Most Helpful Customer Reviews on Amazon.com (beta)
Part of Thompson's message here is that children today are having fewer and fewer opportunities to be on their own, away from well-meaning parents. That means they are having a harder time developing the self-confidence and independence that is so important as they grow up. Too often, Thompson says, parents are doing too much for their children, in the name of "good parenting." We want our children to be happy and confident, to be safe, to have friends, to do well in school, and to be independent people. But these are the very things parents cannot do for their children. Summer sleepover camp, says Thompson, can help children develop these things on their own.
The book provides a number of detailed stories about children who have attended a wide variety of camps, including a long section on homesickness. This is probably the scariest thing about camp, not only for the children who will be suffering from it (almost all children do, Thompson says), but also for the parents who have to receive those horrible letters ("Mom, I HATE it here! Come get me!"). Thompson sees homesickness as a very painful but necessary part of the process of separation - by mastering homesickness, children learn what they're truly capable of. This is the beginning to real independence and confidence.
Thompson is the author of several well-known books on children and parenting (I've read THE PRESSURED CHILD and RAISING CAIN), and he knows his stuff. I had the privilege of attending one of his workshops a few years ago, and I found him to be an excellent speaker who was quickly able to engage his audience. It's the same with HOMESICK AND HAPPY. I have to add that my own camping experiences were not good ones, and I'm still not quite sure why. The many wonderful things Thompson writes about camp in this book made me feel a little disappointed in myself, as if I missed the opportunity to form the lasting friendships and memories that the children in the book have had. I will say only that as a very quiet, introverted child I wasn't as open to the group activities (or the lack of privacy and alone time) that are inherent in summer camps. This isn't addressed in the book.
This is an excellent book for protective parents to read, as it highlights how important it is to let children take steps away from the nest. That's a valuable lesson for all of us.
The material in Homesick and Happy might be very difficult for parents to accept, especially when the world can seem more dangerous or scary than ever. Newspaper headlines focus on the worst case situations and yes, they can be gruesome and horrifying. As a result, the instinctive reaction may be to hover, to remain ever more vigilant and to stay close to one's child at all times.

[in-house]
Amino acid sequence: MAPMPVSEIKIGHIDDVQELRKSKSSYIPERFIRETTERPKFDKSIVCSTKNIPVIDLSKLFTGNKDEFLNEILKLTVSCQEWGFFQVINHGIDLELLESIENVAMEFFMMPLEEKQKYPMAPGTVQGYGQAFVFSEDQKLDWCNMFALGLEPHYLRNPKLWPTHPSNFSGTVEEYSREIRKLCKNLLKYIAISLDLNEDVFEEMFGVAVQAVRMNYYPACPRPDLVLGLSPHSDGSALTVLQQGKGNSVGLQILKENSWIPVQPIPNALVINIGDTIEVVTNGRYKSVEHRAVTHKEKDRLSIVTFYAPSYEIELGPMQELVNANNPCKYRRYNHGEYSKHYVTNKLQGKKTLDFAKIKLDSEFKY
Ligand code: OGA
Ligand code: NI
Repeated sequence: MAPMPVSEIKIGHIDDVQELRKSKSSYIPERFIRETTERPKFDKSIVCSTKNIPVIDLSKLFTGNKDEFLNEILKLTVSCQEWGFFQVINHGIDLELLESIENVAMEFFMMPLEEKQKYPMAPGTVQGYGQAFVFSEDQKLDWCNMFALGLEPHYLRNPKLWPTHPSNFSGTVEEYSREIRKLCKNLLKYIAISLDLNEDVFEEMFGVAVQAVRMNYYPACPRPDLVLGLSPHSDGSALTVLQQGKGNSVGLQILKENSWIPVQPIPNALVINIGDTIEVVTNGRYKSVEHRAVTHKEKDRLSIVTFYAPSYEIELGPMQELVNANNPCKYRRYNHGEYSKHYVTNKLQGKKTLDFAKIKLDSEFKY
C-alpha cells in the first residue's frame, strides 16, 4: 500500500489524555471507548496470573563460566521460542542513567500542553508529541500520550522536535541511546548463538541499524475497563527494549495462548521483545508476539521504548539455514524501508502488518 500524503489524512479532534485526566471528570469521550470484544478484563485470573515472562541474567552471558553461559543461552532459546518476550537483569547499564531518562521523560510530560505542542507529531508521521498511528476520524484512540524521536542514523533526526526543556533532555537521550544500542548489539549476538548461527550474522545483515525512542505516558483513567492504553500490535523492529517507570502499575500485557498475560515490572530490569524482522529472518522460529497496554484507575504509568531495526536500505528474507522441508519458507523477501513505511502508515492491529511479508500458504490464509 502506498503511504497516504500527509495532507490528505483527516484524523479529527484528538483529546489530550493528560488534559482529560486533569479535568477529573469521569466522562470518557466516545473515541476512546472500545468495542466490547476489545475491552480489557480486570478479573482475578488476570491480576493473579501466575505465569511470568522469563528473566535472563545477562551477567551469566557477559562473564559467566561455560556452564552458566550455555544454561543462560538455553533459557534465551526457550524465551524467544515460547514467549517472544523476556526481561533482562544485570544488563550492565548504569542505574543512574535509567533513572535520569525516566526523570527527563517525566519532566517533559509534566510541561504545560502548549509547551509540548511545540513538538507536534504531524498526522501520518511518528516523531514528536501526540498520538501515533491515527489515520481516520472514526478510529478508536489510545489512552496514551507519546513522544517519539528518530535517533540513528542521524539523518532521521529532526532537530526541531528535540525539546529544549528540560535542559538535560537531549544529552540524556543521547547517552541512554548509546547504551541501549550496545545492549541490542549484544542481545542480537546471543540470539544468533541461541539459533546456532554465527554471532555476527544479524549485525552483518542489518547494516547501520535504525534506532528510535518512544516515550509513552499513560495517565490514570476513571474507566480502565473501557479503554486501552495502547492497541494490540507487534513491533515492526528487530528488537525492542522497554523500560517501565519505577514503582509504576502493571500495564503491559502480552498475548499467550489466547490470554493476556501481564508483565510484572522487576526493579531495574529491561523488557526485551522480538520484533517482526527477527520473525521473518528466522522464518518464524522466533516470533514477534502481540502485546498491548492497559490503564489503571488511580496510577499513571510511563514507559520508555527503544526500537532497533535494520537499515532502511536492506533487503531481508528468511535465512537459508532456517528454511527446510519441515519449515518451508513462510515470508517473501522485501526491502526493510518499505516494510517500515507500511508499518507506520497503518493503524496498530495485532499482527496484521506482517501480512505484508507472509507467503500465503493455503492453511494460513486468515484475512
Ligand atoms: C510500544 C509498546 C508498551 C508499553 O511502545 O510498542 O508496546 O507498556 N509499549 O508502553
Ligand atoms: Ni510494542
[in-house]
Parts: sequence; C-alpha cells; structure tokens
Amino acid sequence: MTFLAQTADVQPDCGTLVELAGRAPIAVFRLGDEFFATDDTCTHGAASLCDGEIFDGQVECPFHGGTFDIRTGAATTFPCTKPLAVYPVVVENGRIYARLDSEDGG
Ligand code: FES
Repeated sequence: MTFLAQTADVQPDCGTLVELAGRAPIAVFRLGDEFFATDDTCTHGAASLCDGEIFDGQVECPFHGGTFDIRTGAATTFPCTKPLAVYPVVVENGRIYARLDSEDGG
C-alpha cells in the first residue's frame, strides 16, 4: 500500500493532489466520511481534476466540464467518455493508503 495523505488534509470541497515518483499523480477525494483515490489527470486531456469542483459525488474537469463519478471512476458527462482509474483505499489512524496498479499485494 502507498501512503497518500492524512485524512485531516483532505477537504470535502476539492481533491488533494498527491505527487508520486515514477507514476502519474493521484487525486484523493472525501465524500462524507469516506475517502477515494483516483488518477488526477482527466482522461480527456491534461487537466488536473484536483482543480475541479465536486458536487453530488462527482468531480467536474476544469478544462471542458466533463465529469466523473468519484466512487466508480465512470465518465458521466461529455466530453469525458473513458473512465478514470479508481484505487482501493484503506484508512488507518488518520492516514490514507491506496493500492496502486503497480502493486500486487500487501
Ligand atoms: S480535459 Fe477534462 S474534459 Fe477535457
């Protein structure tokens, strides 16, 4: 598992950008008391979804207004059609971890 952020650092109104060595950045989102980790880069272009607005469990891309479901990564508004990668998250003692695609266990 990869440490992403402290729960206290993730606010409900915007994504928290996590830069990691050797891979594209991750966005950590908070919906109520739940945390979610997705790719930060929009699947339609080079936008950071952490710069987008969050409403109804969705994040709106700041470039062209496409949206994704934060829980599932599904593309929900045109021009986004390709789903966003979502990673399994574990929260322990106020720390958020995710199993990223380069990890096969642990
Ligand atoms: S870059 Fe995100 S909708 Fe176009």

But sooner or later, children mature and will have to navigate life when parents aren't around. Homesick and Happy provides guidelines on how to let children do exactly this by starting with trips away from home. Thompson provides helpful tips on alleviating anxieties - for both children AND parents (often, it is rougher on the parents than the kids).
Thompson describes how children are spending summers focused on academics instead of taking a break from school. Perhaps this is because parents worry about how to keep their kids competitive and believe that studying for hours daily - even in the summer - helps their children stay on top.
But what about opportunities for imaginative play and creativity? What about being part of a community that doesn't include parents...just for awhile? According to Thompson, these moments are special and may be disappearing for many children. Structured summers at home could not only be a path to burnout but actually limit the social skills and overall competence to handle life later on.
While a major part of Homesick and Happy covers camp experiences, there is also a nod given to other experiences, from flying across country to solitary walks to school. But most information in the book comes from Thompson's visits to camps, interviews with campers, eating meals, and sitting around campfires.
Don't expect to find much material on rigidly structured sports or other camps. This isn't that type of book. The camps described are less organized, with opportunities to simply hang out, listen to music, play games, hike, read, and make new friends. Some kids can even "start over" in a new environment as they experiment with different ways of building friendships and learning skills.